Osborne offers "serious devolution" for elected mayors
The Government would offer "serious devolution" of power and budgets to Northern cities that adopt elected mayors, George Osborne has said.
The Chancellor told an audience at Manchester's Museum of Science & Industry that mayors in cities such as Manchester and Leeds would have similar powers to London mayor Boris Johnson to help them drive economic growth as part of a wider "Northern powerhouse".
Osborne also backed proposals for a so-called HS3 - a new high-speed rail line running east-west from Manchester to Leeds - to improve connections and support growth.
"I want to start the conversation and put the offer on the table - serious devolution of powers and budgets for any city that wants to move to a new model of governance and have an elected mayor. A mayor for Manchester; a mayor for Leeds, with powers similar to the mayor of London," the Chancellor said.
"Let's bring our Northern cities together so they're bigger and better than anyone can be alone. It won't happen overnight; it's a long-term plan for a country serious about its long-term economic future. And I promise you this - I will work with anyone in any political party in any of these great cities to make this Northern powerhouse a reality. For this plan is bigger than any one of us - and it's worth it for us all."
English cities including Manchester, Leeds, Newcastle, Birmingham, Sheffield and Wakefield held referendums on adopting elected mayors in May 2012. Of 11 cities, nine rejected the move, with only Bristol adopting the system and Doncaster voting to retain its existing elected mayor. Liverpool introduced an elected mayor without a referendum.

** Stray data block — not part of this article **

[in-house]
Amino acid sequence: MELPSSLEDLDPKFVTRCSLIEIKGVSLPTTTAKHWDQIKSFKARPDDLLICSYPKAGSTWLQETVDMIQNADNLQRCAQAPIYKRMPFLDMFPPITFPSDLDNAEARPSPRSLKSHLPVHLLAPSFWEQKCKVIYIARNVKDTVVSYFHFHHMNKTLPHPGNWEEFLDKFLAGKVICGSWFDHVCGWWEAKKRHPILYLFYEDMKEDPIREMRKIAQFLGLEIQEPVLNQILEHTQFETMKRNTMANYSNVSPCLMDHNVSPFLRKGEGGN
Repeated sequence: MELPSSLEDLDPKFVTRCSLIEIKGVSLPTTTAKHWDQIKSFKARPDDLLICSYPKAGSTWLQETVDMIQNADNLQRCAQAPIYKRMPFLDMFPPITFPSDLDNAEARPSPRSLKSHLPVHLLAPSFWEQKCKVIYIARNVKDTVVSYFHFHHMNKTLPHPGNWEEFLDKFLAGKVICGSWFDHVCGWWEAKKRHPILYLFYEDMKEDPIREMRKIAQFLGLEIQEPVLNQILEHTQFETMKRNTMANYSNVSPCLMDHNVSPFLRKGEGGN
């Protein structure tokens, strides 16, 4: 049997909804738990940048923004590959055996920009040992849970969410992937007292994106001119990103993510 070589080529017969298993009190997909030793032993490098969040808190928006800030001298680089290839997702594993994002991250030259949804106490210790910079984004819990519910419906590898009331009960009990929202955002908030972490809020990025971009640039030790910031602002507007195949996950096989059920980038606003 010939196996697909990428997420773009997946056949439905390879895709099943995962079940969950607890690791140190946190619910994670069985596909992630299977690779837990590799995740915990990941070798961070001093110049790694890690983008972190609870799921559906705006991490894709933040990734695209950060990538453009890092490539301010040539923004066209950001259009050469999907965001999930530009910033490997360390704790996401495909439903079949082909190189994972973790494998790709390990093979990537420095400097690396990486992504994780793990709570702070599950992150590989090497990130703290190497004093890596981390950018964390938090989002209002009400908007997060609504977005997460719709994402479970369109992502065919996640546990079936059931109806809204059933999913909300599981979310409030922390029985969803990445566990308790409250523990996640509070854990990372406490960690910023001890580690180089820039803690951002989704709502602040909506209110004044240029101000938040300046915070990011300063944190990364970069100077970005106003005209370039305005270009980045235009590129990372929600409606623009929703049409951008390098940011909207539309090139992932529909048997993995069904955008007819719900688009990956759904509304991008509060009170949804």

Responding to Osborne's speech, Manchester City Council leader Sir Richard Leese insisted the elected mayor model must not be imposed on cities.
"We believe that the existing governance arrangements for Greater Manchester, through the combined authority, work well but would welcome extra freedoms to shape the destiny of our own region and are always willing to engage in any conversation about how this can be achieved," he said.
"However, it should be for Greater Manchester to decide how it will be governed, not remote politicians or Whitehall."
Leeds City Council leader Keith Wakefield said the debate about mayors "risks being a distraction from the real challenges we face in the North".
"I believe it is up to local people to decide how they would prefer their city to be run. In 2012, Leeds was offered the opportunity to switch to an elected mayor as part of a Government referendum. People in this city delivered a resounding no vote, with almost two thirds voting in opposition," he added.
"We have a strong city-region, with clear accountability and governance arrangements, which is focussed on using the collective strengths of local authorities to benefit the communities we represent. Leeds also works closely with other Core Cities to promote economic growth, provide jobs and boost skills.
"From Yorkshire’s perspective, I want to see the Government focus less on imposing new, expensive systems of government on local people and more on giving those regions the power and resources to get on with providing the physical and economic infrastructure they need to thrive."
The renewed push for elected mayors also received a lukewarm response from Nick Forbes, leader of Newcastle City Council.
He told LGE: "The people of the North East voted against elected mayors in 2012, but that doesn't give Government the right to withhold power from cities that won't back elected mayors.
"This seems to me to be a smokescreen to prevent the devolution of powers from Whitehall that are needed if regional economies are to grow faster. It seems like an Alice in Wonderland way of going about politics, particularly when combined authorities have been set up for just this purpose.
"The Government is more obsessed with vanity projects like elected mayors than devolving powers to local communities."